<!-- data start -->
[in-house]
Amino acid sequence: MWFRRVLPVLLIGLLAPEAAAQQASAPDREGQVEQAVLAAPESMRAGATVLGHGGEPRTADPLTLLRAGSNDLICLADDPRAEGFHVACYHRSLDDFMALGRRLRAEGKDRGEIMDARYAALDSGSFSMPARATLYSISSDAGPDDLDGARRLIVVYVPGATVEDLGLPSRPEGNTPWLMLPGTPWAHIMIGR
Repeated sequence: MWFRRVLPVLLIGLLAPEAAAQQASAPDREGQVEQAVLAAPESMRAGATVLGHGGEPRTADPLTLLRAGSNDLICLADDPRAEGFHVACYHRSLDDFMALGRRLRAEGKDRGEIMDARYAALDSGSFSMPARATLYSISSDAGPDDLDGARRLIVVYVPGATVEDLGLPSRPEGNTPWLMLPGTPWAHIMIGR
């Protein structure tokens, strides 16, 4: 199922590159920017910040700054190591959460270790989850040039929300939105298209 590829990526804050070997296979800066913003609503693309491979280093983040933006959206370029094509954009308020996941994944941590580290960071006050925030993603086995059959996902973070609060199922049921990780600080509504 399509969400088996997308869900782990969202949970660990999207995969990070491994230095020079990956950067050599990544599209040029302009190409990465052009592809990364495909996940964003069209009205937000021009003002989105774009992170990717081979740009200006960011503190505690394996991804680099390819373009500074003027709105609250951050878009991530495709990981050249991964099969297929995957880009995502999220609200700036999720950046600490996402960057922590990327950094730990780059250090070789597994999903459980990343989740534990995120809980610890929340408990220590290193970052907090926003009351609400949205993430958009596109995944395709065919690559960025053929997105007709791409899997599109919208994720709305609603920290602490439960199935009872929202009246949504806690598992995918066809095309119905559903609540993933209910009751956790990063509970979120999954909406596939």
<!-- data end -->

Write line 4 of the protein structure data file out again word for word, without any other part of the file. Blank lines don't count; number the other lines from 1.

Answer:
């Protein structure tokens, strides 16, 4: 199922590159920017910040700054190591959460270790989850040039929300939105298209 590829990526804050070997296979800066913003609503693309491979280093983040933006959206370029094509954009308020996941994944941590580290960071006050925030993603086995059959996902973070609060199922049921990780600080509504 399509969400088996997308869900782990969202949970660990999207995969990070491994230095020079990956950067050599990544599209040029302009190409990465052009592809990364495909996940964003069209009205937000021009003002989105774009992170990717081979740009200006960011503190505690394996991804680099390819373009500074003027709105609250951050878009991530495709990981050249991964099969297929995957880009995502999220609200700036999720950046600490996402960057922590990327950094730990780059250090070789597994999903459980990343989740534990995120809980610890929340408990220590290193970052907090926003009351609400949205993430958009596109995944395709065919690559960025053929997105007709791409899997599109919208994720709305609603920290602490439960199935009872929202009246949504806690598992995918066809095309119905559903609540993933209910009751956790990063509970979120999954909406596939």